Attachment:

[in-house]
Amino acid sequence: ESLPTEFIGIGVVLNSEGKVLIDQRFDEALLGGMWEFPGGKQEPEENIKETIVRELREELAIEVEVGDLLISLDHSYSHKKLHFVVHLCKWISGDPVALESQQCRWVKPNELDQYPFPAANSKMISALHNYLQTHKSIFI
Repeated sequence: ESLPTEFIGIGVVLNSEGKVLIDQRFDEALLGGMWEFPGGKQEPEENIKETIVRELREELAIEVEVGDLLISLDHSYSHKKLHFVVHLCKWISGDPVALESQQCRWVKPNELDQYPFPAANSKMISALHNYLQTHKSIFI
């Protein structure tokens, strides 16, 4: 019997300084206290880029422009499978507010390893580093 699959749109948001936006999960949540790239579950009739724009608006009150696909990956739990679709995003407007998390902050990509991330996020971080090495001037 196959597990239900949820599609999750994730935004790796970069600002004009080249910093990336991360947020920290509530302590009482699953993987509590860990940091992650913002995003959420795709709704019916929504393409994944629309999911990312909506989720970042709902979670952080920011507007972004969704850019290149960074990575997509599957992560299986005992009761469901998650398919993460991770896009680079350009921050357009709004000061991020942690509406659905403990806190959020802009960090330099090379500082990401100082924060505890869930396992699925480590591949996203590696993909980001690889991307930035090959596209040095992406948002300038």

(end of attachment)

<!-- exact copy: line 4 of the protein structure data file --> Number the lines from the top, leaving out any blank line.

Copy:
């Protein structure tokens, strides 16, 4: 019997300084206290880029422009499978507010390893580093 699959749109948001936006999960949540790239579950009739724009608006009150696909990956739990679709995003407007998390902050990509991330996020971080090495001037 196959597990239900949820599609999750994730935004790796970069600002004009080249910093990336991360947020920290509530302590009482699953993987509590860990940091992650913002995003959420795709709704019916929504393409994944629309999911990312909506989720970042709902979670952080920011507007972004969704850019290149960074990575997509599957992560299986005992009761469901998650398919993460991770896009680079350009921050357009709004000061991020942690509406659905403990806190959020802009960090330099090379500082990401100082924060505890869930396992699925480590591949996203590696993909980001690889991307930035090959596209040095992406948002300038």